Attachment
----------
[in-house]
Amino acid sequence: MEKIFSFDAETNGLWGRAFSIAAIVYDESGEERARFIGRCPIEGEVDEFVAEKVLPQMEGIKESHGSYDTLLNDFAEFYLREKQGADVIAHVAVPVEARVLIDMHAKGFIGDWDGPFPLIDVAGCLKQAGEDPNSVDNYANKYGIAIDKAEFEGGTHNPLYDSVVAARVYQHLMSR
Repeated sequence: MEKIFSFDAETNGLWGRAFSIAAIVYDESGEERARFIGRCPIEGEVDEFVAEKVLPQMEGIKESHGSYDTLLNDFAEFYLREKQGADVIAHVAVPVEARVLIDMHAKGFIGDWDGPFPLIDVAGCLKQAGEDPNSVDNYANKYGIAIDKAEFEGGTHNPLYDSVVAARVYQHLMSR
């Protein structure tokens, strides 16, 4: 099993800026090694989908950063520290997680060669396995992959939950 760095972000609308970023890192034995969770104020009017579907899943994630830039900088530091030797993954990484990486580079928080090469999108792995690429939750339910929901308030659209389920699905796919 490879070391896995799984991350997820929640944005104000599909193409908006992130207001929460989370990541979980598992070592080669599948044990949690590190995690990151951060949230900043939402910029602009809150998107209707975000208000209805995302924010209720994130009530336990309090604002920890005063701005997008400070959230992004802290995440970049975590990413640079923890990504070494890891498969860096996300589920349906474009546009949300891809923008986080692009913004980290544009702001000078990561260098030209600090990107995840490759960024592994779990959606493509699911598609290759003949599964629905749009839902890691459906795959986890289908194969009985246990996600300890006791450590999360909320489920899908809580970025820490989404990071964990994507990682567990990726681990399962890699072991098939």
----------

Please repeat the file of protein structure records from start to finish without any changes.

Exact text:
[in-house]
Amino acid sequence: MEKIFSFDAETNGLWGRAFSIAAIVYDESGEERARFIGRCPIEGEVDEFVAEKVLPQMEGIKESHGSYDTLLNDFAEFYLREKQGADVIAHVAVPVEARVLIDMHAKGFIGDWDGPFPLIDVAGCLKQAGEDPNSVDNYANKYGIAIDKAEFEGGTHNPLYDSVVAARVYQHLMSR
Repeated sequence: MEKIFSFDAETNGLWGRAFSIAAIVYDESGEERARFIGRCPIEGEVDEFVAEKVLPQMEGIKESHGSYDTLLNDFAEFYLREKQGADVIAHVAVPVEARVLIDMHAKGFIGDWDGPFPLIDVAGCLKQAGEDPNSVDNYANKYGIAIDKAEFEGGTHNPLYDSVVAARVYQHLMSR
């Protein structure tokens, strides 16, 4: 099993800026090694989908950063520290997680060669396995992959939950 760095972000609308970023890192034995969770104020009017579907899943994630830039900088530091030797993954990484990486580079928080090469999108792995690429939750339910929901308030659209389920699905796919 490879070391896995799984991350997820929640944005104000599909193409908006992130207001929460989370990541979980598992070592080669599948044990949690590190995690990151951060949230900043939402910029602009809150998107209707975000208000209805995302924010209720994130009530336990309090604002920890005063701005997008400070959230992004802290995440970049975590990413640079923890990504070494890891498969860096996300589920349906474009546009949300891809923008986080692009913004980290544009702001000078990561260098030209600090990107995840490759960024592994779990959606493509699911598609290759003949599964629905749009839902890691459906795959986890289908194969009985246990996600300890006791450590999360909320489920899908809580970025820490989404990071964990994507990682567990990726681990399962890699072991098939």